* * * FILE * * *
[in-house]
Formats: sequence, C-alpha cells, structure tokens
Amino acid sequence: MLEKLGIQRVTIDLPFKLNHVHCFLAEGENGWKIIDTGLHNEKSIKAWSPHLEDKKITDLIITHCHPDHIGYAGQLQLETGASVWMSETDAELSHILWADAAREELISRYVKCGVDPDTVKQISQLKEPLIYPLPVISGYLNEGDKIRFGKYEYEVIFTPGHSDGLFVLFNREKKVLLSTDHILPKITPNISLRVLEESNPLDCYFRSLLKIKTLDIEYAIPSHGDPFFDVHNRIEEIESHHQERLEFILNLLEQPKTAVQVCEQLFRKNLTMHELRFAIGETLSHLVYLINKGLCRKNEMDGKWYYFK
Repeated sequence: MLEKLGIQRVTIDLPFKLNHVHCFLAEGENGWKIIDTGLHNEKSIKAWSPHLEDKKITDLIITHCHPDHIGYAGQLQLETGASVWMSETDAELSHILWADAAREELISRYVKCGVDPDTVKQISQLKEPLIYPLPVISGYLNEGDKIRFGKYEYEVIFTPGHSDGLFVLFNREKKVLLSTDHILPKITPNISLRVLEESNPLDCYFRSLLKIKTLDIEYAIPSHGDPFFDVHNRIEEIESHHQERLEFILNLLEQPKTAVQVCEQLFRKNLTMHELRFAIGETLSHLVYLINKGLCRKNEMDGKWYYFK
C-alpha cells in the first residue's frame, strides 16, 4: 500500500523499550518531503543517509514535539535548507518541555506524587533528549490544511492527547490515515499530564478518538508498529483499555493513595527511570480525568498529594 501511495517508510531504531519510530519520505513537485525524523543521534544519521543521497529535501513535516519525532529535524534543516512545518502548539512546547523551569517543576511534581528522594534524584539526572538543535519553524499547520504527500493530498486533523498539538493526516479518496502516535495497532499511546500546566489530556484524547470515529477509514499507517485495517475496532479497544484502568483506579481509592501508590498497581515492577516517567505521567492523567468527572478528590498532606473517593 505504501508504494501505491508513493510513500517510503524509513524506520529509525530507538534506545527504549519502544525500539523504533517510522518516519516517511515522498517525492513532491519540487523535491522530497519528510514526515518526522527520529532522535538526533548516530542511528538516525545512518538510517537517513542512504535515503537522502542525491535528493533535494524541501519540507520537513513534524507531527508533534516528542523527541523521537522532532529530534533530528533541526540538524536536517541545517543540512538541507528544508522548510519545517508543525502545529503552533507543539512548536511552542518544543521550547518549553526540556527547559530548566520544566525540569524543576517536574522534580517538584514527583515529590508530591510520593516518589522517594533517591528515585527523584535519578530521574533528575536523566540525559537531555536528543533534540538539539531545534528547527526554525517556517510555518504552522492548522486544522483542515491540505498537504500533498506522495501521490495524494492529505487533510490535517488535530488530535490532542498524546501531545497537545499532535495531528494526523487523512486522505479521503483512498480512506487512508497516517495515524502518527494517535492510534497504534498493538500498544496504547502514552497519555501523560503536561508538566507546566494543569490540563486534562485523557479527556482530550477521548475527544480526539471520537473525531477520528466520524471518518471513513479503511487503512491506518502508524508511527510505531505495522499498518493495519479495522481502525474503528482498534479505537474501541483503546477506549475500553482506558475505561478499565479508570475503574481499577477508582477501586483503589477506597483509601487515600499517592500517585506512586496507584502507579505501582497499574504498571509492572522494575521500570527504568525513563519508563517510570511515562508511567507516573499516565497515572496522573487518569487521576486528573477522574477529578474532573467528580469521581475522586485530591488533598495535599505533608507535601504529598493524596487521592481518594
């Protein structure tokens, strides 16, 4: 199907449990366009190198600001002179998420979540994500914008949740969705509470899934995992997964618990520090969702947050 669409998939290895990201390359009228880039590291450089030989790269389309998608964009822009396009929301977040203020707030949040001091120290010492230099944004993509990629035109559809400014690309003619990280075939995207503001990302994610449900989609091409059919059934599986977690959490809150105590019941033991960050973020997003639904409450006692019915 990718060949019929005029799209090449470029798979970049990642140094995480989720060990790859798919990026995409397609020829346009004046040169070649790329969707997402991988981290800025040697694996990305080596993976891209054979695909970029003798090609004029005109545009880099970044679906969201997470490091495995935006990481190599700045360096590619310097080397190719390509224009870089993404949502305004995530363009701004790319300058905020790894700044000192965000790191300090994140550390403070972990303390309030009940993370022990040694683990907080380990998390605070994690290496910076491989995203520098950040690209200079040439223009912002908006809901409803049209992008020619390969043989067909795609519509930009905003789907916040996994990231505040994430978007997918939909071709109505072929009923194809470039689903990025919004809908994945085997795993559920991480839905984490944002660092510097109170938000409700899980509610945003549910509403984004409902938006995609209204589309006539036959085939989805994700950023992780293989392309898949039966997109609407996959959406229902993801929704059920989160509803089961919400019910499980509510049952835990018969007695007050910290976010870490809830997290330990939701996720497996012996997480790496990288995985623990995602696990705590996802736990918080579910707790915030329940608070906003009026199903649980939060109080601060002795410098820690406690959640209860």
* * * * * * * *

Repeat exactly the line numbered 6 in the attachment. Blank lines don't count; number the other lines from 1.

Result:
């Protein structure tokens, strides 16, 4: 199907449990366009190198600001002179998420979540994500914008949740969705509470899934995992997964618990520090969702947050 669409998939290895990201390359009228880039590291450089030989790269389309998608964009822009396009929301977040203020707030949040001091120290010492230099944004993509990629035109559809400014690309003619990280075939995207503001990302994610449900989609091409059919059934599986977690959490809150105590019941033991960050973020997003639904409450006692019915 990718060949019929005029799209090449470029798979970049990642140094995480989720060990790859798919990026995409397609020829346009004046040169070649790329969707997402991988981290800025040697694996990305080596993976891209054979695909970029003798090609004029005109545009880099970044679906969201997470490091495995935006990481190599700045360096590619310097080397190719390509224009870089993404949502305004995530363009701004790319300058905020790894700044000192965000790191300090994140550390403070972990303390309030009940993370022990040694683990907080380990998390605070994690290496910076491989995203520098950040690209200079040439223009912002908006809901409803049209992008020619390969043989067909795609519509930009905003789907916040996994990231505040994430978007997918939909071709109505072929009923194809470039689903990025919004809908994945085997795993559920991480839905984490944002660092510097109170938000409700899980509610945003549910509403984004409902938006995609209204589309006539036959085939989805994700950023992780293989392309898949039966997109609407996959959406229902993801929704059920989160509803089961919400019910499980509510049952835990018969007695007050910290976010870490809830997290330990939701996720497996012996997480790496990288995985623990995602696990705590996802736990918080579910707790915030329940608070906003009026199903649980939060109080601060002795410098820690406690959640209860």